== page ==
Iowa Seeker Wellness

uniting body~mind~spirit

January 22, 2017
by Rachel

What’s Magic Got to Do with It?

“If you feel you don’t have enough, you hold on to things. . . . But if you feel you have enough, you let go of things.” – Garth Stein, A Sudden Light (Simon & Schuster 2014).

One of my intentions after quitting my job in December 2015 was to declutter my house. So after throwing myself a party and spending the following week consuming party leftovers and rereading Harry Potter, it was time to declutter. Except I was stumped on how to tackle this monumental task. My friend and coworker Nan saved the day by giving me a copy of “The Life-Changing Magic of Tidying Up” by Marie Kondo (Ten Speed Press 2014). Here was someone who could tell me how to go about this. I spent a couple days reading the book and then began.

First, Kondo instructs you to think about how you want to feel in your home and why. She says, “Tidying is just a tool, not the final destination. The true goal should be to establish the lifestyle you want most once your house has been put in order.” I thought about it, then wrote:

I want to simplify my life – less clutter, fewer choices, more time and more freedom, less to clean and worry about. I want to live a life I don’t want to escape from. I want my home to feel simple and light, easy to move through because there’s space. Why? So I have more time to do things I enjoy, so I don’t feel weighed down by so much stuff. So I can feel free.

Next, Kondo says you must work by category, not by room, and begin with things most people have a lot of: clothes and books. I draped all my clothes on the living room furniture and made a huge pile on the floor of those clothes that didn’t “spark joy.” Although Kondo says discerning what sparks joy and what doesn’t is easy, I found that not to be true. My head got into the game and I overthought things. But what I knew was that I was tired of having to swap the contents of the closets in my house or haul up clothes from bins in the basement when the seasons changed, and that I no longer needed all those suits I’d worn as an attorney. The reality is that I wore very few of my clothes and that my change in lifestyle, as well as my intention for simplicity and freedom, dictated that all my clothes fit in the dresser and closet in my bedroom.

Two of Kondo’s ideas that I fell in love with were that our things have energy and want to be used; if we are not using them, best to pass them on to someone who will, and that we should ask our things where they want to be placed. When I finished sorting through the books stashed haphazardly on the bookshelf in my office (while still doing battle with the illusive “spark of joy”), I asked the remaining books where they wanted to be placed. I was surprised to learn they had no desire to be returned to the bookshelf and wanted to be housed in the cabinet of the built-in hutch in my dining room. The hutch contained many dishes that I only occasionally – or never – used. Before I could put the books away, I had to go through the cabinets, which was quite easy to do as none of the dishes held any sentimental value for me. I had intended, with all the zeal of someone who has lived a compartmentalized life, to place the books on one side and the dishes on the other side of the cabinet, until my friend Becky suggested I intermingle them. My word! “First I quit my job as an attorney to go to massage school, and now I let my books and dishes fraternize, what will happen next?” I quipped. The effect was surprisingly pleasing and makes me smile whenever I look at the hutch.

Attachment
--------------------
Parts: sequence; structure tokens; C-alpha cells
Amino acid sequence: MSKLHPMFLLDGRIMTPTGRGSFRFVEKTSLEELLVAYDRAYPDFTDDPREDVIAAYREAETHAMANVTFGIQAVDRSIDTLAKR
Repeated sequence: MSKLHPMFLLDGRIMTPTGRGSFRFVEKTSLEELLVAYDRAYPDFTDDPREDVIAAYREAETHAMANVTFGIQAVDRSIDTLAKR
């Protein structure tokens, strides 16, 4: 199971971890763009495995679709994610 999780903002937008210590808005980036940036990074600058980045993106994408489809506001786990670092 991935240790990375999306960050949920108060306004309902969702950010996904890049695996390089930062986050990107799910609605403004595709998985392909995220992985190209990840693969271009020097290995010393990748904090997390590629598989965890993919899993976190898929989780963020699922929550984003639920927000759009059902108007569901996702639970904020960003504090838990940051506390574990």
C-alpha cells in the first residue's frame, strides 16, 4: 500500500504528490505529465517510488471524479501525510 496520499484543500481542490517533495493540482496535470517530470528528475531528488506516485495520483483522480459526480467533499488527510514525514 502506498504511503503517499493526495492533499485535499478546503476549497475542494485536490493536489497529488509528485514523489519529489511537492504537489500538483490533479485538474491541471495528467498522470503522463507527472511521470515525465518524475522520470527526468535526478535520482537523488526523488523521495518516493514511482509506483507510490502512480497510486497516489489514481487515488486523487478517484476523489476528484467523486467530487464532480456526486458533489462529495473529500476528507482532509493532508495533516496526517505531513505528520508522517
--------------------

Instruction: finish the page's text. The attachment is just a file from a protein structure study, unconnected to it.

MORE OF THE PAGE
What about the energy of things? One thing I possessed that I knew I could no longer hang onto was the baby blanket made upon my birth by a friend of my grandparents. It sat atop a shelf in my office closet, unused and unwanted. I have no children, nor do I want any, and the same goes for my siblings. But it felt wrong to just drop this handmade blanket in another bag for Goodwill, so when a dear friend announced she was expecting her first baby, I washed the blanket and gave it to her to celebrate this new life. (And I dearly hope that if she doesn’t use it and is reading this that she passes it on without a bit of guilt!)

Kondo cautions that you shouldn’t let your family interfere with the process because they will try to keep things or talk you out of getting rid of them. As the only human in my household, you’d think this wouldn’t be a problem, but it turns out my cat Bonnie has hoarder tendencies. I kept a bag in the basement of pet-related items I planned to donate to a local shelter, but Bonnie dug through the bag and brought things back up to the main level. One by one she brought 4 toy balls back up from the basement, yowling all the way; when I put them in a baggie and returned them to the basement, she carried the whole baggie back up. And so it went with other items she apparently objected to donating. We reached a compromise: she could keep the balls but the rest had to go.

Another caution: resist the urge to foist your unwanted stuff onto your loved ones. I can’t tell you how many times I thought, Surely so-and-so would want this! Maybe. Or maybe I was just relieving my guilt about discarding an item by passing it on to someone else. Only last week, another friend and Kondo devotee offered me something she didn’t want and thought I might like. I politely declined because it was something I didn’t want or need.